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Deconstructing single payer, one dinner party at time

Murray N. Ross, PhD
Murray N. Ross, PhD
Vice President, Institute for Health Policy and Government Relations

Earlier this summer in California we had our gubernatorial primary where health care, and specifically the issue of single payer, was front and center.

In the weeks leading up to the primary I found myself fielding questions from friends and acquaintances about what people mean by a “single-payer” health care system. At dinner with friends, I was asked questions such as: “can you explain to me what exactly a single-payer model is?” and “a single-payer model means that everyone gets coverage, right?” and “I’ve heard we’re the only developed country without a single-payer model.”

These conversations reminded me that many voters — and even policymakers — often do not know exactly what single payer means, something that should be concerning to health policy professionals. What’s more, single payer sounds like a simple concept to understand (after all, it’s a single payer), but the reality is surprisingly complex.

At Kaiser Permanente’s Institute for Health Policy (IHP), we endeavor to close the gap in understanding between health care experts and the broader public. I had not anticipated dinner parties becoming a platform for realizing IHP’s mission, but perhaps I shouldn’t have been surprised. My neighbors, like many Californians and Americans generally, have heard (and sometimes experienced) that the health care system is failing to meet expectations, especially in the realm of being simply unaffordable, and they are looking for trustworthy information on which to ground their opinions.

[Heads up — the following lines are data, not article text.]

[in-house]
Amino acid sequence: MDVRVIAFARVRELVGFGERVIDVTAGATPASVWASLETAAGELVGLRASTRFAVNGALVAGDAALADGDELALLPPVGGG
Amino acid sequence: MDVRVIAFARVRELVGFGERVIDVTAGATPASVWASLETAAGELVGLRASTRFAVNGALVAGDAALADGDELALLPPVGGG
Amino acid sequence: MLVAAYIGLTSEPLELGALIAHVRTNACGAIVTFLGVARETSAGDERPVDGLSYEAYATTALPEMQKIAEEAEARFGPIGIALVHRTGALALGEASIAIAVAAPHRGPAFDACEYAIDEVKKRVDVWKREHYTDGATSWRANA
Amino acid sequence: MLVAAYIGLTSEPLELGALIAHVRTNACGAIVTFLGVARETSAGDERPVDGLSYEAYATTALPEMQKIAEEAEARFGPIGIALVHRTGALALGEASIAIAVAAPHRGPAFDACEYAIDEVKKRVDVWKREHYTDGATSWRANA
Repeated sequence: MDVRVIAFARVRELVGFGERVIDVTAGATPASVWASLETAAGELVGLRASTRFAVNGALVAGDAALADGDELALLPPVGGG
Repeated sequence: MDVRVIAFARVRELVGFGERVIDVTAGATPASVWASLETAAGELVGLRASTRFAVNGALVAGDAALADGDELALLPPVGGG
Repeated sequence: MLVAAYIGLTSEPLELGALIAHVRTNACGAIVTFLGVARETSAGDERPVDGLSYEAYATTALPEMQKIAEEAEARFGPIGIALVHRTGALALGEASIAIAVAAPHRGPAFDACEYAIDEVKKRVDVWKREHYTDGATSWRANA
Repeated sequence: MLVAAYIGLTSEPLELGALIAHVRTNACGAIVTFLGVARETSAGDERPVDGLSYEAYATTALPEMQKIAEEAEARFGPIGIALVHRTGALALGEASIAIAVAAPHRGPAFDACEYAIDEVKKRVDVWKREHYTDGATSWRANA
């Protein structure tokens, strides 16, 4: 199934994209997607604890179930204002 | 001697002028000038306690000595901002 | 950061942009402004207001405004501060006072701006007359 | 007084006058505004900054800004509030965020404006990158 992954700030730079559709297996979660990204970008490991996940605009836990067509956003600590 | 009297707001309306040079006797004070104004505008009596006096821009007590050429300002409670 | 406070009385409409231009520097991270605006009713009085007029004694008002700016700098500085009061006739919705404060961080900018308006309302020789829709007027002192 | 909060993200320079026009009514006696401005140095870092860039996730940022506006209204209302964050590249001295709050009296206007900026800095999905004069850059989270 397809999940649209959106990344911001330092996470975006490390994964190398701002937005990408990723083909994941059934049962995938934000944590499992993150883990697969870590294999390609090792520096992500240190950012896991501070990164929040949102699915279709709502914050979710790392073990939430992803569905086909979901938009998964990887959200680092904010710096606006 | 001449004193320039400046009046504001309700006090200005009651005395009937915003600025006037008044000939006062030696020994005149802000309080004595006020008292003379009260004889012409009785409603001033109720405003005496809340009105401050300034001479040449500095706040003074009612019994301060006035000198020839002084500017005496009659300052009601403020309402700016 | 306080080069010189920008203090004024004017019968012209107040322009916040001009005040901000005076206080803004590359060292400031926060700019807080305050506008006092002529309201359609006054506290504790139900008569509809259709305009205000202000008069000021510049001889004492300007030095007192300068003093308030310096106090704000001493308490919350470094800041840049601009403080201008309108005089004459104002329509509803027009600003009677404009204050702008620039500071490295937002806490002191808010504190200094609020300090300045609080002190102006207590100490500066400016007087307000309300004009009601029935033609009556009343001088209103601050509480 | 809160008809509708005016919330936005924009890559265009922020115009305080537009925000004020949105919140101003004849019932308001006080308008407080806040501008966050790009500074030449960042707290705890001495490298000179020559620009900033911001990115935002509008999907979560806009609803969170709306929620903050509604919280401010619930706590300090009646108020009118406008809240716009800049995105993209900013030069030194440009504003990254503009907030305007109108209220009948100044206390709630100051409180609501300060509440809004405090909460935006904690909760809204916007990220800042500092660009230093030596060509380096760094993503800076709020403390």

As the director for IHP I wanted to share a few of the most common questions I’ve fielded in the past month and how I respond.

What does the term ‘single payer’ mean? Who is the single payer? What’s the alternative?

All developed countries have a health system grounded in either a single- or multi-payer model. In these models, the ‘payer’ refers literally to the entities in the system who pay for doctors, hospitals, and other health care services. In a single-payer model, this means a single entity (generally the government, though it need not be) provides payments for all health care services.

In contrast, ‘multi payer’ refers to any system in which multiple entities pay for health care services. Like single-payer systems, multi-payer systems can vary greatly, ranging from the relatively decentralized system we have in the U.S. where coverage is provided through both private and public entities to more centralized systems — such as those in Germany, Japan, or the Netherlands.

True, but basically every developed country besides the U.S. has a single-payer system, right?

The idea that all other countries use a single-payer model is a common misconception. However, most other countries do provide universal coverage; in other words, they craft systems where all people have access to affordable health services. Universal coverage is an outcome, single payer is one way, but by no means the only way, to achieve this outcome.